The last five months – five months! – have whizzed miserably by under a constant deluge of decision-making and reheated microwavable dinners. Lights, plug sockets, paint colours, back doors, front doors, flooring, roofing, all of them and so much more had to be researched and ranked, pondered and picked. By the time I emerged from this cloud of clutter I realised that summer was nearly over, just as I found myself desperate to stretch out on a sun-kissed lawn, book in one hand, glass of something cold in the other. Sod it, I can relax next year. At least now I can cook.

My indulgence – and every new kitchen surely needs one – has been an ice-making fridge. I’m a man who likes cold drinks to be really cold and hot drinks to be drunk exclusively by other people, and my days of lukewarm water are now over. By pure coincidence the very week I put in the order for my ice-producing fridge I received a bottle of sparkling wine intended to be drunk on ice. Perfect, I thought, I’ll try that in a few weeks when the fridge is installed.

Four months later, it got opened.

To say I had low expectations of this particular wine would be to massively overstate how good I expected it to be. The bottle looks hideous, enrobed as it is in a white plastic shrink-wrapped sheath, and the whole thing had not so much a faint whiff as an overwhelming pong of gimmickry about it. And it therefore gives me no great pleasure to report that it’s basically terrific. True, it does not taste enormously winey. It is redolent of wine, clearly wine-ish bit not all the way there. If told that it had been created in a laboratory using entirely artificial ingredients by researchers working on a drink less reliant on nature, less subject to vintage variations and containing considerably less grape juice than actual wine you perhaps wouldn’t be enormously surprised, though you’d certainly have to concede that those scientists had done an absolutely terrific job. But for all that, if you can throw your preconceptions aside this is a thrillingly successful wine-related adult-oriented sparkling party-beverage.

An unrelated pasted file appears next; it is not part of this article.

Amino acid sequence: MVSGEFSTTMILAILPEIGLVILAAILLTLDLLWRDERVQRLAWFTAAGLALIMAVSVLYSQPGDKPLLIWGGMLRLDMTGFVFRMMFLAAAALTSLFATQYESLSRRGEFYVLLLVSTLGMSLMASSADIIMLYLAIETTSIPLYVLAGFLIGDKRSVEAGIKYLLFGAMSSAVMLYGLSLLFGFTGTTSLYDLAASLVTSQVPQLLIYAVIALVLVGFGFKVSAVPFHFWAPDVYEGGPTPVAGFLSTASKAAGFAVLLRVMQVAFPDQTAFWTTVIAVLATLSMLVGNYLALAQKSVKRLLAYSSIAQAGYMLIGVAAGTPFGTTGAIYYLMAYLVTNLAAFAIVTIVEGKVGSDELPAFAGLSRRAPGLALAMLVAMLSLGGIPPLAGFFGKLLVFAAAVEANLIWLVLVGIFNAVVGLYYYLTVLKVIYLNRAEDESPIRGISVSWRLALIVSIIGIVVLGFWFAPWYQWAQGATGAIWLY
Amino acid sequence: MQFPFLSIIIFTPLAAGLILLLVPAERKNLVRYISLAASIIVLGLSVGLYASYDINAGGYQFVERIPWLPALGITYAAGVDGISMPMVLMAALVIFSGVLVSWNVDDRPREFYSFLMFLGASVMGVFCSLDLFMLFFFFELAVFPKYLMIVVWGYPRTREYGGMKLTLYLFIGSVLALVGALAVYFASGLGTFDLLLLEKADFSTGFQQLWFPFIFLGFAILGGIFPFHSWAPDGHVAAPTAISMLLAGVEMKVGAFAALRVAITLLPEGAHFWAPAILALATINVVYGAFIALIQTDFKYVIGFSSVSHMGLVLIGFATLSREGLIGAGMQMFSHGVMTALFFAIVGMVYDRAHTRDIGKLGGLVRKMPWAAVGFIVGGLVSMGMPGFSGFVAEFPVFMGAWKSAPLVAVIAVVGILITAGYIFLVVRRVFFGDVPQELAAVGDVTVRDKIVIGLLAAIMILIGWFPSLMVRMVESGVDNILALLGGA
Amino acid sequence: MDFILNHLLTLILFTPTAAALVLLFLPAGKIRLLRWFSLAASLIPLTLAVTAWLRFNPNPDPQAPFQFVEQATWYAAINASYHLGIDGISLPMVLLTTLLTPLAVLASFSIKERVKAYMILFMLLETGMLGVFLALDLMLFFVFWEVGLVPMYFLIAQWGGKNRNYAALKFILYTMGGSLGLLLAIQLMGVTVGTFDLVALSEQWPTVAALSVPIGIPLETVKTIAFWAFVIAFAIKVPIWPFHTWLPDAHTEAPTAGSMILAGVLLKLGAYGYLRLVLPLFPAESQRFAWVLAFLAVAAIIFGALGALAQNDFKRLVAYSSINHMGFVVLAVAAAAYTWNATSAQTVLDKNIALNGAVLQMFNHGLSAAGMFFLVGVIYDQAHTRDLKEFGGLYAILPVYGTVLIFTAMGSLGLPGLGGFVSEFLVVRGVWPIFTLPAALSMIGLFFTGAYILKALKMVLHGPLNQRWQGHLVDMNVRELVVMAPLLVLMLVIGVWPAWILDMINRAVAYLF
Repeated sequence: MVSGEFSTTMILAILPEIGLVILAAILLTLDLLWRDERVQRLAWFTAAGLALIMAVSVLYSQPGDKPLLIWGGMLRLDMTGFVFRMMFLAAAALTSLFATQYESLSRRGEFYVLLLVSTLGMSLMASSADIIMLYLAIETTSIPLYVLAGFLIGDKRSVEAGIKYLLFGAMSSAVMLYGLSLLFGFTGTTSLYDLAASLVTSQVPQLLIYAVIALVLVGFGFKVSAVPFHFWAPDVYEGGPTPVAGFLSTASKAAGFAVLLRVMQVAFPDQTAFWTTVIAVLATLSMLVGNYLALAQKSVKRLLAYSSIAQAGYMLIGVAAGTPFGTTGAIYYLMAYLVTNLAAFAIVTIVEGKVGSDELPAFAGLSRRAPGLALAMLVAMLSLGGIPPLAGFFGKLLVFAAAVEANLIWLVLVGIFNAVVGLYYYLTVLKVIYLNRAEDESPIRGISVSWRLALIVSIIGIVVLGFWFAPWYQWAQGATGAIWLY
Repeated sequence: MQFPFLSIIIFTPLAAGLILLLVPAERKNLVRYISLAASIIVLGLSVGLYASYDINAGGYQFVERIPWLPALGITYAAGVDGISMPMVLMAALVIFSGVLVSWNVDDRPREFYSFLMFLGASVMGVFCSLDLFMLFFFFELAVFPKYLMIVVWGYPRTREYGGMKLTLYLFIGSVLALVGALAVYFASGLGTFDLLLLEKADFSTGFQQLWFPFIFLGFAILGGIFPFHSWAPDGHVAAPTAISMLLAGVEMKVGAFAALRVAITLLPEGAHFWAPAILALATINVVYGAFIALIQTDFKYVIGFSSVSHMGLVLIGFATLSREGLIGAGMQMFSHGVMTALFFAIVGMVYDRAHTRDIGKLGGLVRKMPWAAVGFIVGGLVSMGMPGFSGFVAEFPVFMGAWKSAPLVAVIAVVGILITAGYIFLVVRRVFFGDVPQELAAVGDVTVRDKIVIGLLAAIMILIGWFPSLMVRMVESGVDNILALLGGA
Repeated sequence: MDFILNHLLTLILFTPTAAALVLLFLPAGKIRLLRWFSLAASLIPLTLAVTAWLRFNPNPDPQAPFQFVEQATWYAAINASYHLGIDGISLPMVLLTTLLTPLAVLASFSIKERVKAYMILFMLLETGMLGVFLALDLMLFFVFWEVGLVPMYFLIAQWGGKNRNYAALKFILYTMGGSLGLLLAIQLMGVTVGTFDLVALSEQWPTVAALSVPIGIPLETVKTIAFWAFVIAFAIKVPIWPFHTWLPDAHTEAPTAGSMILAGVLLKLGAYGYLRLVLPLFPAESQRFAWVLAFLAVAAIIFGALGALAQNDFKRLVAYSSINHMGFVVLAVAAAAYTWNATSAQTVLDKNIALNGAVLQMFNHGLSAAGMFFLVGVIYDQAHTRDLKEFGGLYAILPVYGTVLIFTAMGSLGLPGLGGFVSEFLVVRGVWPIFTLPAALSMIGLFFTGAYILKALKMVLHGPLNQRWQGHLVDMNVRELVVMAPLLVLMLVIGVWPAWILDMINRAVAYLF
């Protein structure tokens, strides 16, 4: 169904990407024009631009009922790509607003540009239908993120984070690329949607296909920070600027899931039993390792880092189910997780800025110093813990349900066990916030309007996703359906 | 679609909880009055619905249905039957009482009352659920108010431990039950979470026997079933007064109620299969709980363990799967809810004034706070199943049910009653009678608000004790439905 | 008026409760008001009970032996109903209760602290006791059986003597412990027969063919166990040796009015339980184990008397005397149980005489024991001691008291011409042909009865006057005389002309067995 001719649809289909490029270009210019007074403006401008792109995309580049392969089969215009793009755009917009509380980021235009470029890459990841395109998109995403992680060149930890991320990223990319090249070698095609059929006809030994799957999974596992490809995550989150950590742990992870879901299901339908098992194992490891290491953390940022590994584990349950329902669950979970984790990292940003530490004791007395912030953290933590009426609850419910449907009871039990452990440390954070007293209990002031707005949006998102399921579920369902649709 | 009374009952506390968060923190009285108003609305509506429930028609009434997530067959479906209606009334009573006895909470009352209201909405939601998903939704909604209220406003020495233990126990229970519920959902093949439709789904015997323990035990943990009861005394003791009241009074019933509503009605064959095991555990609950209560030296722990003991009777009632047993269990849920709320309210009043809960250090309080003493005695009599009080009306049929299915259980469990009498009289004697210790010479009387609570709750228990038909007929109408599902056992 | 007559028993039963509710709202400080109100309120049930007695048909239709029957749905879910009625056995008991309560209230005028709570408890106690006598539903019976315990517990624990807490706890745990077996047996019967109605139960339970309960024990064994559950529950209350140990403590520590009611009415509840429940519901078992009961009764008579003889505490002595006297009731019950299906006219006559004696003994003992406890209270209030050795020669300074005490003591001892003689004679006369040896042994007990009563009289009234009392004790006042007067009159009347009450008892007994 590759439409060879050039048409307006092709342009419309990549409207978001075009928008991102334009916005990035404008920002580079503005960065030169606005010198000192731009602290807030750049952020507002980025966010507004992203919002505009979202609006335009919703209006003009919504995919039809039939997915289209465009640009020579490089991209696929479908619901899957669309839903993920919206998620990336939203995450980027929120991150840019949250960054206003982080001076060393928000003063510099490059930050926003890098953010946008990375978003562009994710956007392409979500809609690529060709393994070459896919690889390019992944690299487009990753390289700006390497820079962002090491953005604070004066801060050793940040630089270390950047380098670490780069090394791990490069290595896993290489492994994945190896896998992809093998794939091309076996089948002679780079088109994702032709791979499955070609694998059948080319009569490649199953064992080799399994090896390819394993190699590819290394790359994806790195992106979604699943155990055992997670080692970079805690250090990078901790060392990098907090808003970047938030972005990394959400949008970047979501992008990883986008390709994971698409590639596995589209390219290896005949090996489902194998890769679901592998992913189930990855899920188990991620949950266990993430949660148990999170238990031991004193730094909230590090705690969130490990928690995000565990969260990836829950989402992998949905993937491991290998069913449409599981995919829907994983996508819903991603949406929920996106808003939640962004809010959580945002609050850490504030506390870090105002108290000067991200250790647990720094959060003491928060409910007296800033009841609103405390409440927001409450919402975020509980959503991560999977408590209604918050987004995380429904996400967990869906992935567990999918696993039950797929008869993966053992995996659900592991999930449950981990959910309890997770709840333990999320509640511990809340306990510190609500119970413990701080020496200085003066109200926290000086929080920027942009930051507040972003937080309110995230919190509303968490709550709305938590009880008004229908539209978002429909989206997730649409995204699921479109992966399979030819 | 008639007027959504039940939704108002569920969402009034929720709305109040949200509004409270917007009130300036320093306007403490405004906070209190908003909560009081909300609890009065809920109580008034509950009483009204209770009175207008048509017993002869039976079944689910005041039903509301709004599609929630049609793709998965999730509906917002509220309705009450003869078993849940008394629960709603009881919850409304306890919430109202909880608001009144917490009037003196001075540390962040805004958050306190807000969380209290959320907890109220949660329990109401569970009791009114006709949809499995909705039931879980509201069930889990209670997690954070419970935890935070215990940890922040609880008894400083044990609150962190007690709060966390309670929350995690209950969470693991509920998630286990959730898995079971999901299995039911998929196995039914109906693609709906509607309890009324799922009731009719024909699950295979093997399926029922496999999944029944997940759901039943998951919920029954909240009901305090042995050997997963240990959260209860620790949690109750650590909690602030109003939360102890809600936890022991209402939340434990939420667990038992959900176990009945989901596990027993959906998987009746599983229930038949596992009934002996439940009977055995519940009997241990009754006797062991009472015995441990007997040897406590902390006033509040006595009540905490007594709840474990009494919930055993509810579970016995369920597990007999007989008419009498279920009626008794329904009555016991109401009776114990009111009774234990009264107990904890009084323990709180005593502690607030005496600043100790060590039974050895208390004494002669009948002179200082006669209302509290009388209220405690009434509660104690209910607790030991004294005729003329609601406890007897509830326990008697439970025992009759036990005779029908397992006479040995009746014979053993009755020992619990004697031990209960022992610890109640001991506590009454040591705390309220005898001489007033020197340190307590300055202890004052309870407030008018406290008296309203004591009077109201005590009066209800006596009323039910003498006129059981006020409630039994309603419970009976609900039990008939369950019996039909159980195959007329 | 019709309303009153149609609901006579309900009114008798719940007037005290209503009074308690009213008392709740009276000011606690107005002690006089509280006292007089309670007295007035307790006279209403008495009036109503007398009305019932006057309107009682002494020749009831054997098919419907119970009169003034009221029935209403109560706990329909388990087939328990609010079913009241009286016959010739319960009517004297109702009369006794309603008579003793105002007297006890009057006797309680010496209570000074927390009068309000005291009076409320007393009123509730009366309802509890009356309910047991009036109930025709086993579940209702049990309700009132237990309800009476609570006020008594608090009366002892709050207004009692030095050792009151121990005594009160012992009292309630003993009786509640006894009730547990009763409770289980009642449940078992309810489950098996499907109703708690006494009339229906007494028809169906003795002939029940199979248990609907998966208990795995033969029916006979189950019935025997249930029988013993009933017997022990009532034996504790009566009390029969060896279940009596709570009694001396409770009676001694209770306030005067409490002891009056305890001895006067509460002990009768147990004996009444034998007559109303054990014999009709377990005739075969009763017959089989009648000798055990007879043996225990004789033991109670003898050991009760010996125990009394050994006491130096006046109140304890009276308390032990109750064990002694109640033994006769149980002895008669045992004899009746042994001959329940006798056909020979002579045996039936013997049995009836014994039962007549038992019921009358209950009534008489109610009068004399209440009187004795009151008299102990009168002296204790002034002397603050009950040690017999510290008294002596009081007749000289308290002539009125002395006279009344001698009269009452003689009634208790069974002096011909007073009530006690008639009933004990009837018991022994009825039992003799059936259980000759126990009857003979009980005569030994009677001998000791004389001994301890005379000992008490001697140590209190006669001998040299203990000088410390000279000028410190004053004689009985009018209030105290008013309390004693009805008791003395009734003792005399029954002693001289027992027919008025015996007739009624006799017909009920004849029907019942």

It doesn’t taste of very much, and smells of even less, which probably adds to its appeal. It is reassuringly like wine, but with none of the complexities that might get in the way during large-scale relaxed social gatherings of the type intended for its consumption. Its lack of flavour leaves your brain to fill in the gaps, by finding within it anything it wants to find. Those who would like to be drinking Champagne will find a vaguely Champagney substance in their glass and be relatively content, while those who would like to be drinking a white wine spritzer, or lemonade, or water will find a vaguely spritzey/lemonady/watery substance in their glass and be relatively content. It is a light, bright, mildly alcoholic (11%) fizzy wine-style potation and I don’t see any reason why, so long as you disguise the bottle, it wouldn’t go down fabulously well at any gathering except the most wine-geeky.

It’s not my favourite sparkling wine, or even my favourite sub-£10 sparkling wine, but I do think it’s extremely good at doing what it’s supposed to, and I’d be happy to serve it to my friends and expect them still to be my friends afterwards. What’s more, I wonder, if you took a representative group of, say, 100 Britons and gave them all a glass of this and a glass of, say, Pol Roger Cuvée Winston Churchill, which glasses would be emptied first. There’s nothing here to dislike – it’s a simple, thirstquenching drink, a bit like water only fizzier and less suitable for young children, and all the better for it.